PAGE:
If you continue with classics, and I hope you do, I can see that you are going to be mean to all of them!!!!

I know it's totally irrational, but there it is. :wink:




You pernickety thing you!!! How DARE you confine poetry to proper lined up poetry!!!! Does Shakespeare offend you because he mixes it all up?

You be making fences and expecting your bees to stick to them as they roam the flowers.


Perhaps if you tried NOT to gloss, but let the language in without getting all pedantic with it, that might be a fairer way to approach the reading experience? Just suspend that busy critical brain for a moment and flow with the book?


I think the way Stephen and his world is REALISED is great...and I think there is a story....certainly one that I recall enjoying....but a lot of the story is what happens in Stephen's head. I loved the evocation of his world, too.


Thing is, if you be gonna read a lot of classic novels, remember that the point of the classic novels is often the exploration of person and their interior journey, and there may not be a lot of story in the sense of a lot happening, except within the person. Some classics are good yarns, too.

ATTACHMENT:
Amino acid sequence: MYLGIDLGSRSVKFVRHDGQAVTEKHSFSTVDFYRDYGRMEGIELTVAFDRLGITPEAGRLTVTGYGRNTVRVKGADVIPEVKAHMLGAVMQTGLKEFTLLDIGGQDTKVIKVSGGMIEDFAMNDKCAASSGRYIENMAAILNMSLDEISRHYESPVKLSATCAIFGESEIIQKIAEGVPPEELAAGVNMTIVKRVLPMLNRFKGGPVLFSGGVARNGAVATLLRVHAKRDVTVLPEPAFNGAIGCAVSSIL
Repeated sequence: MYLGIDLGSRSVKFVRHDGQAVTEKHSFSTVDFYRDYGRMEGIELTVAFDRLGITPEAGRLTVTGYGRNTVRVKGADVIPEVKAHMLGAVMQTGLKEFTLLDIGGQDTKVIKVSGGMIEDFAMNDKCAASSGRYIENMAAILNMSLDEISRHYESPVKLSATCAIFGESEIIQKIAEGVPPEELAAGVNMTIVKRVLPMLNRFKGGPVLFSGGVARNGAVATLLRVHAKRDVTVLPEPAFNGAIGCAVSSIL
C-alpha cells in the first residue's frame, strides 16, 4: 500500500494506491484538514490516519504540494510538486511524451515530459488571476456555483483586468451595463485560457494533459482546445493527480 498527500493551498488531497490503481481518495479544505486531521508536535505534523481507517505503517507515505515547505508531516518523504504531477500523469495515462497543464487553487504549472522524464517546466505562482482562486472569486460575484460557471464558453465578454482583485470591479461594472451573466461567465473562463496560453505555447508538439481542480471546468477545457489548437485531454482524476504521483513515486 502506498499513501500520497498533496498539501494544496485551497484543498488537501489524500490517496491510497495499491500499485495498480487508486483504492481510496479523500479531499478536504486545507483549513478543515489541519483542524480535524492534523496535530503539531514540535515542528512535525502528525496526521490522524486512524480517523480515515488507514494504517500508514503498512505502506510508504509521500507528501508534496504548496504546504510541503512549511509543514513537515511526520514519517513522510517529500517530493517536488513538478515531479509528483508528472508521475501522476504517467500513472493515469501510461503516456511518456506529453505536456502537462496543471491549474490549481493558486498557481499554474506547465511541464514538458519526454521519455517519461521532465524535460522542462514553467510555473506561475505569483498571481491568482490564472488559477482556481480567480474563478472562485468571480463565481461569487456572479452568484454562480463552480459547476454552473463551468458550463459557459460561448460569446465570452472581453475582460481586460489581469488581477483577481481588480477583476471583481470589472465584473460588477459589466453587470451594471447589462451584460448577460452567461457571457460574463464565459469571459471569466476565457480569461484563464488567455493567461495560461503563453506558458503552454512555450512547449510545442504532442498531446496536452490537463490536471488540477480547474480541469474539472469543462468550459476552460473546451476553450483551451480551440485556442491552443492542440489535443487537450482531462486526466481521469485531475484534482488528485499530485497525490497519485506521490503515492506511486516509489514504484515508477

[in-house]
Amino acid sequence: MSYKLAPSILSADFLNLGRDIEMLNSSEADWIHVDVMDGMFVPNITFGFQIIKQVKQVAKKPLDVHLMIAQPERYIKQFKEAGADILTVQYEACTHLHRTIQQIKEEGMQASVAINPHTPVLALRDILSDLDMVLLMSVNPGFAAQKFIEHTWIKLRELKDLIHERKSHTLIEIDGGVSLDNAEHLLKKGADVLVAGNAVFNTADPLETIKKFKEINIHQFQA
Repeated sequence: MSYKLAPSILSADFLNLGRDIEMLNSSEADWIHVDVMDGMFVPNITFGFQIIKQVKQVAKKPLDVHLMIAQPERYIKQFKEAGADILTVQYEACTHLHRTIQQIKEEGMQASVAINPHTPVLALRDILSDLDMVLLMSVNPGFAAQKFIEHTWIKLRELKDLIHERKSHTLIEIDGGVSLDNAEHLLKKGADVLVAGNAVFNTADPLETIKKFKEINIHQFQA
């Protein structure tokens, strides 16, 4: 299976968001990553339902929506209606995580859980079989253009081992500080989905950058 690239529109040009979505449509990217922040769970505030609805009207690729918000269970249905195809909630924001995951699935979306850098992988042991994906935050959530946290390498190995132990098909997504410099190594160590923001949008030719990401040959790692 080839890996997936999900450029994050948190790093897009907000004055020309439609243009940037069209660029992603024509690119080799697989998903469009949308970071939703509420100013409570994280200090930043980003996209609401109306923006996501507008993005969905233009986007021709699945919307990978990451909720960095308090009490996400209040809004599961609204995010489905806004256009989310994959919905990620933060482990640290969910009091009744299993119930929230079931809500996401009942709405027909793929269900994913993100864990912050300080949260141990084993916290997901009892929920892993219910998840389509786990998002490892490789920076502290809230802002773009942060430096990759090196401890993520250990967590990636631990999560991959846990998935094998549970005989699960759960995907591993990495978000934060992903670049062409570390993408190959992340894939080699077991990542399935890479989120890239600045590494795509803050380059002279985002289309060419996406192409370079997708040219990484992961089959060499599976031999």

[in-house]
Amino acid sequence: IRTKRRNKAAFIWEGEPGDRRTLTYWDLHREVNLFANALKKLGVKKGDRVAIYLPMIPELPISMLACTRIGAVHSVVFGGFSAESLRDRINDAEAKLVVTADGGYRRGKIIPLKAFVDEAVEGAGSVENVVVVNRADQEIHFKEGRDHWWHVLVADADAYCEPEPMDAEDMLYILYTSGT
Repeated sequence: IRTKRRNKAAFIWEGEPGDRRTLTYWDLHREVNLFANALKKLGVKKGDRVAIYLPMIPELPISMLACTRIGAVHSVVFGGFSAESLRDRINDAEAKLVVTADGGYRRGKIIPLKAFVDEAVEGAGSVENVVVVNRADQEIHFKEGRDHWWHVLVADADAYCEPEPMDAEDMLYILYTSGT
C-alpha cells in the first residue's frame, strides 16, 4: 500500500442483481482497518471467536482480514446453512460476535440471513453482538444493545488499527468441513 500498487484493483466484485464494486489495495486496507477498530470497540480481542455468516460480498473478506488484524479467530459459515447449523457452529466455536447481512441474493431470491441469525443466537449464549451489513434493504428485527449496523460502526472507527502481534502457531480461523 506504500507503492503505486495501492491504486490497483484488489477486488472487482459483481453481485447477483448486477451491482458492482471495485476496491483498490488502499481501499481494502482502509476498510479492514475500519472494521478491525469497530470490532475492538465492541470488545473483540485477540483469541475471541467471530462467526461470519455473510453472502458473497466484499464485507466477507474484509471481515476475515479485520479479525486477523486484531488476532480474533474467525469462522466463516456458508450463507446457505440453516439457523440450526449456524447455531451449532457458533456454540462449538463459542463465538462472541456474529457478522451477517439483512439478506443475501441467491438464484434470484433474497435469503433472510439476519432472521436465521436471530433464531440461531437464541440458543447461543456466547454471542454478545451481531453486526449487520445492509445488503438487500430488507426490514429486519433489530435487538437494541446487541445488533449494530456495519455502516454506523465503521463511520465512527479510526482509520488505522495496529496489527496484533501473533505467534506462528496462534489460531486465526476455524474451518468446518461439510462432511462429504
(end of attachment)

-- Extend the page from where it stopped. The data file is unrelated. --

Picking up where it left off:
You are also interested in a "great character", so the psychological novel classics ought to work for you if you are drawn to the character. But...I am wondering how you define a good story and a great character?


I find The Joyce you are reading to have both......but of course we are different people.


Re the names......mebbe if you jot down who is who on a bit of paper and use it as a bookmark????? Who is who often drives me nuts, too.

If you are not going to "get deep into it" I don't think you'll enjoy a lot of books that others enjoy, because the reward lies in the depth.



You DO or will have more access to books soon? You speak of Kindle...does that work outside the US?


You prefer not computer screens.


Would printing stuff from Bibliomania etc. be too onerous?


Second hand via Amazon is cheap, except for postage...but you'd likely pay less than I do.
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edgarblythe
 
  1  
Fri 25 Apr, 2008 09:33 pm
I am fond of the book for these reasons: It is well written and about a young man in the process of personal discovery, a theme very strong with me. I recognize in Stephen Daedalus a kindred spirit. The author captures a world I never could have known on my own. I have not read it in many years, but it began my discovery of Joyce, particularly of Ulysses, one of my top favorite novels.
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dlowan
 
  1